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by Ben Elton

The international bestseller that inspired the movie Maybe Baby.Birds do it. Bees do it. Why can't Sam and Lucy?When Lucy first suggested they make a baby, Sam was gung ho --after all, sleeping with his wife is one of Sam's favorite things to do. Then out came the thermometers, followed by the holistic home remedies -- not to mention some humiliating bouts with specimen jars. Soon Lucy's demands are driving Sam out of his mind. That is, until Sam conceives a plan of his own: He'll write a screenplay based on his and Lucy's poignant (and often uproarious) efforts to conceive a child. It could be a big hit. It might even make Sam's career. Or cost him his marriage . . .From the award-winning author of Popcorn and Blast from the Past comes this hilarious and heartbreaking new novel --a provocative two-sided look at one couple's inconceivable dilemma. From sperm that swim backward to aromatherapy run amok, procreation for Lucy and Sam has turned into a grisly little war. But if Lucy feels barren as the Sahara, and Sam thinks his gay friends will be fathers before he is, they're about to have yet another problem on their hands: saving the love that once was everything they had. . . .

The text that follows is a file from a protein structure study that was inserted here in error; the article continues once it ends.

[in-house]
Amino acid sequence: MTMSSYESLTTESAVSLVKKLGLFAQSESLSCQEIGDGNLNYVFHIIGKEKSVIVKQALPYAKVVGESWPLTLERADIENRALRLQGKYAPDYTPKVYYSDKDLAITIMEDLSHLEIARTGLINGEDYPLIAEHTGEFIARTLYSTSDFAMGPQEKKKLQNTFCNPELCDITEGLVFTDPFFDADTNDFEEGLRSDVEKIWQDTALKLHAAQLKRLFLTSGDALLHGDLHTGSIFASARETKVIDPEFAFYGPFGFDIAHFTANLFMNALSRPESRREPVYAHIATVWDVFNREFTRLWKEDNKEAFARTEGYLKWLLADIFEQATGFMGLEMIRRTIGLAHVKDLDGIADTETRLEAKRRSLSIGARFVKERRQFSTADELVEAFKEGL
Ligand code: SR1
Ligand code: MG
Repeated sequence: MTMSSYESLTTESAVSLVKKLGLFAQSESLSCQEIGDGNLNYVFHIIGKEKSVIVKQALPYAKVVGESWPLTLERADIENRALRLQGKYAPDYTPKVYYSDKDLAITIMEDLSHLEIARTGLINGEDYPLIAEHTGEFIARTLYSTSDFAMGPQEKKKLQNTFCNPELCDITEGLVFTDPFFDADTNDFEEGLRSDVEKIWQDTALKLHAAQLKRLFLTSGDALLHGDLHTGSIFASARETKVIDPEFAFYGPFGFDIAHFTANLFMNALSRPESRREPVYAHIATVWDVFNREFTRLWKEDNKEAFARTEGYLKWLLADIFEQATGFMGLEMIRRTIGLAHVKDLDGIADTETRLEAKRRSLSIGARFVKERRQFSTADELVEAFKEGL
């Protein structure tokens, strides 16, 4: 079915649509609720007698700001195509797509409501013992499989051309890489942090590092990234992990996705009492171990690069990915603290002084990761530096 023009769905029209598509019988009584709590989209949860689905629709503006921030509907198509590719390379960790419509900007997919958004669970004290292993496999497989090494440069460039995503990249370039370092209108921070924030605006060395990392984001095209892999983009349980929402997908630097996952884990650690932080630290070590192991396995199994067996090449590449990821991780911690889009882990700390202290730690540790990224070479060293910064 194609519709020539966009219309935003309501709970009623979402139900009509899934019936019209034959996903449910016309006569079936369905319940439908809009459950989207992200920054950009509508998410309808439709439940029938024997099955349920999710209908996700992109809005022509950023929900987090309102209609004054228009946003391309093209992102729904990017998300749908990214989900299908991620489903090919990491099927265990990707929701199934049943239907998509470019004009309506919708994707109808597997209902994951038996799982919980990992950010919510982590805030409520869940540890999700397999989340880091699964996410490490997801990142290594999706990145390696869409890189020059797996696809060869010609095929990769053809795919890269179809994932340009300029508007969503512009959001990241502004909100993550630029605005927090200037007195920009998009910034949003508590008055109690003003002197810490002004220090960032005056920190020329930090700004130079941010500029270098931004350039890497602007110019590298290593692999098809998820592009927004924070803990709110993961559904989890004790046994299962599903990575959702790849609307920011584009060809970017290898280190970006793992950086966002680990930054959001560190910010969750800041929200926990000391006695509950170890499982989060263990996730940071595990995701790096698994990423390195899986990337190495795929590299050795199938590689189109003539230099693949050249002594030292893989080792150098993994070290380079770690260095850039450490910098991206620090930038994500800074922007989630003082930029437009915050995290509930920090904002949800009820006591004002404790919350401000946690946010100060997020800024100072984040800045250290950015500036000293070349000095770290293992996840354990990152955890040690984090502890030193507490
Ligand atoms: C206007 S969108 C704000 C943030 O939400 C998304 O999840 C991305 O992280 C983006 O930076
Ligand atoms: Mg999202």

Download Inconceivable epub
ISBN: 0385334656
ISBN13: 978-0385334655
Category: Literature
Subcategory: Humor & Satire
Author: Ben Elton
Language: English
Publisher: Delta (November 28, 2000)
Pages: 288 pages
ePUB size: 1335 kb
FB2 size: 1730 kb
Rating: 4.5